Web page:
Transcranial Direct Current Stimulation on Different Targets to Modulate Cortical Activity and Dual-Task Walking in Individuals With Parkinson’s Disease: A Double Blinded Randomized Controlled Trial

Pei Ling Wong, Yea Ru Yang, Shih Fong Huang, Jong Ling Fuh, Han Lin Chiang, Ray Yau Wang*

*Corresponding author for this work

Research output: Contribution to journalArticlepeer-review

Abstract

Background: Transcranial direct current stimulation (tDCS) is a non-invasive brain stimulation to modulate cortical activity for improving motor function. However, the information of tDCS stimulation on different brain regions for dual-task walking and cortical modulation in Parkinson’s disease (PD) has not yet been compared. Objective: The objective of this study was to investigate the effects of different tDCS targets on dual-task gait performance and cortical activity in patients with PD. Methods: A total of 36 participants were randomly assigned to primary motor cortex (M1) tDCS, dorsal lateral prefrontal cortex (DLPFC) tDCS, cerebellum tDCS, or Sham tDCS group. Each group received 20 min of tDCS stimulation, except for the Sham group. Gait performance was measured by the GAITRite system during dual-task walking and single walking. Corticomotor activity of the tibialis anterior (TA) was measured using transcranial magnetic stimulation (TMS). The functional mobility was assessed using the timed up and go (TUG) test. Results: All participants showed no significant differences in baseline data. Following the one session of tDCS intervention, M1 (p = 0.048), DLPFC (p < 0.001), and cerebellum (p = 0.001) tDCS groups demonstrated significant improvements in dual-task gait speed compared with a pretest. The time × group interaction [F(3, 32) = 5.125, p = 0.005] was detected in dual-task walking speed. The post hoc Tukey’s test showed that the differences in gait speed were between the Sham tDCS group and the DLPFC tDCS group (p = 0.03). Moreover, DLPFC tDCS also increased the silent period (SP) more than M1 tDCS (p = 0.006) and Sham tDCS (p = 0.002). Conclusion: The results indicate that DLPFC tDCS exerted the most beneficial effects on dual-task walking and cortical modulation in participants with PD. Clinical trial registration: [http://www.thaiclinicaltrials.org/show/TCTR20200909005], Thai Clinical Trials Registry [TCTR20200909005].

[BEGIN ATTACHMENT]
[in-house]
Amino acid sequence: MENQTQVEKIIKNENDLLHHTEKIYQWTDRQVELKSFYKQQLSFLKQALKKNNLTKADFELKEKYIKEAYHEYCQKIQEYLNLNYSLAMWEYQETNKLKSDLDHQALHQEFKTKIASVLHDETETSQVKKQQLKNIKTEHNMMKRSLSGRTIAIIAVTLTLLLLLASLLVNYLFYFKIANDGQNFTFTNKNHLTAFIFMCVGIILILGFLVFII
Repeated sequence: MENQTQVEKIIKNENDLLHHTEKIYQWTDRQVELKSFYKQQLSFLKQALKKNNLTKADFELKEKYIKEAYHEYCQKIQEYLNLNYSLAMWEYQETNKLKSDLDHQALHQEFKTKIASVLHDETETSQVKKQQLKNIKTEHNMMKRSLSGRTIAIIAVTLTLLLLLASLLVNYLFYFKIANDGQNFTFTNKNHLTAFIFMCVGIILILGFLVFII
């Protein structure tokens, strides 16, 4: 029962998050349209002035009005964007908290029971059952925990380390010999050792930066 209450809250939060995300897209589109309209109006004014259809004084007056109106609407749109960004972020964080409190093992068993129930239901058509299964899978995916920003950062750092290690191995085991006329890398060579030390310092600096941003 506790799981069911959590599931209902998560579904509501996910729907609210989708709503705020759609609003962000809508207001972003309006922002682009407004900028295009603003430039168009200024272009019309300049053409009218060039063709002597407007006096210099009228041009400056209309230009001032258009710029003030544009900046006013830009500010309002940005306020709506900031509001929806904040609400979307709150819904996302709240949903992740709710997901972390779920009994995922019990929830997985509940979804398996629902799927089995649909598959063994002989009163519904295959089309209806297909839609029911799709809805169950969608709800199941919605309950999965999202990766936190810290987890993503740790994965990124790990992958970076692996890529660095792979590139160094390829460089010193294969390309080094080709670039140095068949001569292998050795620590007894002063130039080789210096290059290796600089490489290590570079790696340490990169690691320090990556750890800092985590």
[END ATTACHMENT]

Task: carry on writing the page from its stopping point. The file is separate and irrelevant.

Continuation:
Original languageEnglish
Article number807151
JournalFrontiers in Aging Neuroscience
Volume14
DOIs
StatePublished - 7 Feb 2022

Keywords

  • cortical activity
  • different targets
  • dual-task gait
  • Parkinson’s disease
  • single-session effects
  • tDCS

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